Escape the bustle of downtown St. John’s for a couple of hours and make the 20 minute drive south to Cape Spear – the most easterly point in North America, with its dramatic, doubtless-haunted 1836 lighthouse – keeping an eye out for icebergs (May-July) and whales (June-Sept) in season.

Whilst out that way, also take in the picturesque little fishing cove that is Petty Harbour.

AVALON PENINSULA: BACCALIEU TRAIL & IRISH LOOP

If you’re only in the area for a few days, after St. John’s, dodge the odd stray moose and pick up a hire car (Newfoundland has no trains) to explore the wider Avalon Peninsula – notably the Baccalieu Trail due north west, taking in historic Dildo, Heart’s Content, Cupids and Brigus; pus the Irish Loop due south, notably Bay Bulls and Ferryland.

Drive 1½ hours west out of St. John’s to the aptly and joyously-named little town of DILDO, located on the Baccalieu Trail, perched on Trinity Bay.

Settle into the historic, late 19th Century, 5-star George House Property (www.georgehousebnb.com) and adjacent Inn on the Bay (www.innbythebaydildo.com), both run by the gorgeous gay couple that are Dale and Todd whose passion for hospitality and cuisine colours everything they do. After a slow jacuzzi, attended by no less than Bulgari bath products, sip a G&T in one of several lounges whilst browsing your hosts’ best-selling cook book before gorging on their latest crab creation, gazing out at a pod of frisking dolphins in the bay below! Heaven!

Enjoy lunch at the nearby harbour-view Dildo Dory Grill (www.dildodorygrill.com) before exploring the historic community of Dildo itself, and surrounding area. Visit the local Whaling & Sealing Museum, or take an aquatic zodiac tour, or a coastal hike, with Captain Dildo Expedition Tours.

North of Dildo, explore the picturesque coastal Baccalieu Trail, not least HEART’S CONTENT, featuring the Heart’s Content Cable Station, to learn how the transatlantic telegraph cable advanced modern communications, from the mid-19th to the mid-20th Century.

Don’t miss the historic community of CUPIDS (originally ‘Cupers Cove’) – the first ‘planned settlement’ in this New Founde Land, following John Guy’s arrival here in 1610 – which has recently celebrated its 400th anniversary. Visit the excellent Cupids Legacy Centre, plus the nearby archaeological dig – surely worthy of ‘national’, not just ‘provincial’, heritage status! Enjoy lunch at the lofty Cupids Haven B&B & Tea Room (www.cupidshaven.ca).

Drive a few minutes down the road to cutsie BRIGUS, whose history dates back to around 1612, when said John Guy sold half the harbour to the Spracklin family. Visit Hawthorn Cottage (National Historic Site) – birthplace of arctic explorer, Bob Bartlett; plus the nearby reconstructed Stone Barn Museum.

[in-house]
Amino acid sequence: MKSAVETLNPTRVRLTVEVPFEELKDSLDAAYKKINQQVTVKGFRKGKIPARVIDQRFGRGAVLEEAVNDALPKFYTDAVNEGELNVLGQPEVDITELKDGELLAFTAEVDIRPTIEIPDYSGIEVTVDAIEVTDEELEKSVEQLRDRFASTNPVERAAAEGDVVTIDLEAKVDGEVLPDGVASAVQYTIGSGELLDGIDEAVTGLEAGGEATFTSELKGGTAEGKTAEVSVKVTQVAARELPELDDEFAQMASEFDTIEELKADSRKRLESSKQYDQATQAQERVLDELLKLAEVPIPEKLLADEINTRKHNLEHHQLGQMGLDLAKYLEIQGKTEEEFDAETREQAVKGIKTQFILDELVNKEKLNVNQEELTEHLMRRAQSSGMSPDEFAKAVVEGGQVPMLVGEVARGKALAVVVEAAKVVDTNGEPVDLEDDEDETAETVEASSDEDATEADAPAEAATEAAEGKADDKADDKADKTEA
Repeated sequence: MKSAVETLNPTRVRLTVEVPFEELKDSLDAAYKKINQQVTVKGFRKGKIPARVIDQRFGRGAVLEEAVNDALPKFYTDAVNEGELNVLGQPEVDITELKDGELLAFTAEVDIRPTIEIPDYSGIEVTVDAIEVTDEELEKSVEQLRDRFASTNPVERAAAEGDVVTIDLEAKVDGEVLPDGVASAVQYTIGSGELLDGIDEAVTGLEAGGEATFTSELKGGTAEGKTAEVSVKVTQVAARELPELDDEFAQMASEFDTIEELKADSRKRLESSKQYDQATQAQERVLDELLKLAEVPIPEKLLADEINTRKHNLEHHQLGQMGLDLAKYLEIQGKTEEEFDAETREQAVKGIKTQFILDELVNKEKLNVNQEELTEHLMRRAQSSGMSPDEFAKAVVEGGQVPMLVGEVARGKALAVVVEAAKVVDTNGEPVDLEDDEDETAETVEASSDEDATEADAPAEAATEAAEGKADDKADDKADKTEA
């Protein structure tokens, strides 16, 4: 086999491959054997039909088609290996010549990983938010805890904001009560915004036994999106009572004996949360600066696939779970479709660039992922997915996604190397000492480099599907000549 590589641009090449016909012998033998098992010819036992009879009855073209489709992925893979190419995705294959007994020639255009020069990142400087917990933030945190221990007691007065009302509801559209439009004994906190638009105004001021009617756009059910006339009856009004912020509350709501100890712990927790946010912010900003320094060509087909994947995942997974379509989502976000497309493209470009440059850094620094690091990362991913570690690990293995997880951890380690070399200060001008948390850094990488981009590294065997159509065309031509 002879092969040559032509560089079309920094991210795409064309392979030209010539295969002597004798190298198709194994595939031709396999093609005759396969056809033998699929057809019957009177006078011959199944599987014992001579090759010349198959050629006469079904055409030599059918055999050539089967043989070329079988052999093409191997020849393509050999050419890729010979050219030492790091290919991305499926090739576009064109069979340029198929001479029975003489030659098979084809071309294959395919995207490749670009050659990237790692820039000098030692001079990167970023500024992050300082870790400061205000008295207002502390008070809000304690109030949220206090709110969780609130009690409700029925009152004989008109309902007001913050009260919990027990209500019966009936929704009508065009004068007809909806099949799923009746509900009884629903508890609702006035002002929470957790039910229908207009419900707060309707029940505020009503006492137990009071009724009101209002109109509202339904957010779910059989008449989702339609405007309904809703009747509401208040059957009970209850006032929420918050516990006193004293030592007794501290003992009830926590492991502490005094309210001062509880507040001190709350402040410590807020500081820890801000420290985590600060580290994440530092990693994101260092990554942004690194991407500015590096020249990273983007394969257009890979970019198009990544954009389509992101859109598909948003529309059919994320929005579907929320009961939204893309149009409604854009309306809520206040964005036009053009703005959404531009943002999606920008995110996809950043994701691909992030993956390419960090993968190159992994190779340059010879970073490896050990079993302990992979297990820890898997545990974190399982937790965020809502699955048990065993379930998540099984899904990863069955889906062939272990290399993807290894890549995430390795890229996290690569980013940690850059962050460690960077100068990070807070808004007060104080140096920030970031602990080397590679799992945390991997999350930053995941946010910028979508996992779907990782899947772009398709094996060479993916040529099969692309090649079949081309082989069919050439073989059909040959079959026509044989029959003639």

Also explore the coastal Irish Loop in the southern part of the Avalon Peninsula, taking in BAY BULLS – home to O’Brien’s Whale & Bird Tours (www.obriensboattours.com), offering a 2-hour sea adventure around the Witless Bay Ecological Reserve, boasting puffins, whales and icebergs in season.

A further ½-hour drive south, don’t miss FERRYLAND and the grassy hills of the 1621-founded Colony of Avalon (www.colonyofavalon.ca) archaeological dig, followed by a leisurely hike along the footpaths to the Ferryland Lighthouse, with its well-nigh institutional picnics (www.lighthousepicnics.ca) for a deliciously local ’hamper’ lunch, amidst stunning scenery, including the 1870 lighthouse itself.

For more info on the province of Newfoundland Labrador: www.newfoundlandlabrador.com

Air Canada offers a daily direct service to St John’s in Newfoundland from London Heathrow throughout the summer months, 27 May to 27 September 2011. Prices start at £707.63 return, including taxes. The route uses an Airbus A319 featuring Economy Class and Executive Class seating. There is a personal touch-screen TV with hundreds of hours of top-rated entertainment at every seat, in-seat laptop power and USB port for game controllers. Executive Class offers added comfort with guaranteed aisle or window seat, and includes Maple Leaf Lounge access plus other priority services such as extra baggage allowance, priority boarding, premium wines, spirits and cuisine plus additional Air Canada Status Miles. Air Canada has won several awards over the last year for the quality of its services, and has more daily flights to Canada than any other airline in the UK. For info or to book, visit www.aircanada.com or call Reservations on 0871 220 1111.

Comments via Facebook

comments

Leave a Reply

Your email address will not be published. Required fields are marked *